Some California businesses going underground during lockdowns

Shirley P. Olin

Ever since California went into lockdown to mitigate against the spread of COVID-19 last March, many of the state’s “non-essential” businesses have taken their chances operating underground to try to stay above water.

Dozens of businesses in Los Angeles alone have been charged with violating Mayor Eric Garcetti’s “Safer at Home” order.

Los Angeles City Attorney Mike Feuer has charged dozens of businesses with violations, including car washes, tobacco shops, beauty supply stores, massage parlors, nail salons, pet groomers, and an Egyptian artifact store.


The owners of one Bay area massage business made the decision to reopen underground after 93 days on no income, telling Cal Matters that it came down to either paying “the fine or we can’t pay our mortgage,”

Business owners who made the decision to go underground have turned to discreet measures to stay off the radar of authorities.

A California pet groomer told Politico in November that she meets clients in a back alley, then leads their dog through an entrance that reads “closed due to coronavirus.”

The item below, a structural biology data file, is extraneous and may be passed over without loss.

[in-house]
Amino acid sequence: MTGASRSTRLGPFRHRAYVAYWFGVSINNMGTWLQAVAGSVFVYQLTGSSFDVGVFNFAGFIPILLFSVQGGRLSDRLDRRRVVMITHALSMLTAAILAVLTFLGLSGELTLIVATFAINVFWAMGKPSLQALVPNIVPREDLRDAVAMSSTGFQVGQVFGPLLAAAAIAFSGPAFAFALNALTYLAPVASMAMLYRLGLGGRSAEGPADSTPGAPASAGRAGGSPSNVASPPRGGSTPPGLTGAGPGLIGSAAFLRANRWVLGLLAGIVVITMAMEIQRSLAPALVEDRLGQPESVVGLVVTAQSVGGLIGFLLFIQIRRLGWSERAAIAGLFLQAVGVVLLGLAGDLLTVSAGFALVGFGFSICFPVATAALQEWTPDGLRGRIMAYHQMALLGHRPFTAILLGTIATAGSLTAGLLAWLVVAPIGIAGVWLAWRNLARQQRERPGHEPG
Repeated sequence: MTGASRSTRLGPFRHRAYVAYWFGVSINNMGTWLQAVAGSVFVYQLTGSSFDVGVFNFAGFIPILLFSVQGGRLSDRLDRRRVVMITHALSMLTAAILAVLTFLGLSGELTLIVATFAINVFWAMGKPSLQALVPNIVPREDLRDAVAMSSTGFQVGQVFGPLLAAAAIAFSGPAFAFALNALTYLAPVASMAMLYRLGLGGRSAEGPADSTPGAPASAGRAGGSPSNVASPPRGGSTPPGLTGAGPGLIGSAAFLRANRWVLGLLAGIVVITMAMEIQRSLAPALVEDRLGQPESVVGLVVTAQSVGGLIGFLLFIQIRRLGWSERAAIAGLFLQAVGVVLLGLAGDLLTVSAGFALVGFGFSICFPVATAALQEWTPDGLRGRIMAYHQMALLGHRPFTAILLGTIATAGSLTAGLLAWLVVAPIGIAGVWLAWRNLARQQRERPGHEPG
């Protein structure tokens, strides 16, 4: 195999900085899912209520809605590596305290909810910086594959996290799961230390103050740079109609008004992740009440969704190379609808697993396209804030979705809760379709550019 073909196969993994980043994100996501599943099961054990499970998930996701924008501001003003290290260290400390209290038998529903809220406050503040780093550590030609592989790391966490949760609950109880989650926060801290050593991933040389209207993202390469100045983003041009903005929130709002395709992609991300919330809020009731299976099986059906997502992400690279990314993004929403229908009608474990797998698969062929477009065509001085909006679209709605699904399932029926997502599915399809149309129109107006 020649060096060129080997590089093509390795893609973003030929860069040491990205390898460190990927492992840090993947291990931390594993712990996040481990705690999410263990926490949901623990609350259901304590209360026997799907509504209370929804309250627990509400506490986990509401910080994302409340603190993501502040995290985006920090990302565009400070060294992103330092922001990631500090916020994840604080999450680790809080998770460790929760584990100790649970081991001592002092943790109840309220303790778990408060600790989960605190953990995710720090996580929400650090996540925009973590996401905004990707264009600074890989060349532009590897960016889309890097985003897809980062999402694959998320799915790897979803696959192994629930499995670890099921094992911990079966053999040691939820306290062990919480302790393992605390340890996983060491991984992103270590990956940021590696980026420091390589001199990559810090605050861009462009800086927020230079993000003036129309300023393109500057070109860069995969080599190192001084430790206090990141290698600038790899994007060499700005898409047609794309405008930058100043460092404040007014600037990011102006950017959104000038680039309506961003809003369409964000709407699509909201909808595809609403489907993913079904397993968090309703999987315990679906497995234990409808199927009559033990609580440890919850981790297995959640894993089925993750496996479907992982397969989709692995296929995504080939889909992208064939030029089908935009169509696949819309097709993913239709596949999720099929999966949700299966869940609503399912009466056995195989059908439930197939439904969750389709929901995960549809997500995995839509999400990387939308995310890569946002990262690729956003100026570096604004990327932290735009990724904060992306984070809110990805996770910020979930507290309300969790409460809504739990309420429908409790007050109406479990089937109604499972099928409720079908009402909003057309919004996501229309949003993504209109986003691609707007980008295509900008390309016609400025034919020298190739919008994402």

A tattoo artist told Politico that he has reverted to appointment only in his parlor, and keeps the lights off and the curtains drawn when working with a client.

It’s not just fines that these underground business owners face. The Los Angeles Mayor said in a recent “Safer at Home” decree that “individuals, businesses, and properties which fail to comply with this Order may be subject to having their utility services shut off by the Department of Water and Power.”


Small businesses have received some help from the government.

The Treasury Department just revived the Paycheck Protection Program nearly half a year after funding first ended. Businesses with less than 300 employees that suffered at least a 25% drop in quarterly revenue can borrow up to $2 million, and the loans can be forgiven if 60% of the money is used for payroll.

That aid only went so far for many businesses though.

“That amount of money came in and covered the costs of one month,” the massage business owner told Cal Matters. “With the PPP loan, you had eight weeks that you had to use those funds for payroll and utilities… It looked like I gave myself a big raise, but it just kept me afloat for those months that I was behind.”


97,966 small businesses closed permanently last year due to COVID-19, according to a Yelp economic impact report.

More will close as the pandemic continues to ravage California and the rest of the country. California recorded 22,972 new cases and 593 deaths Friday, bringing the state’s totals to more than 3 million cases and 36,361 deaths.

The Associated Press contributed to this report.

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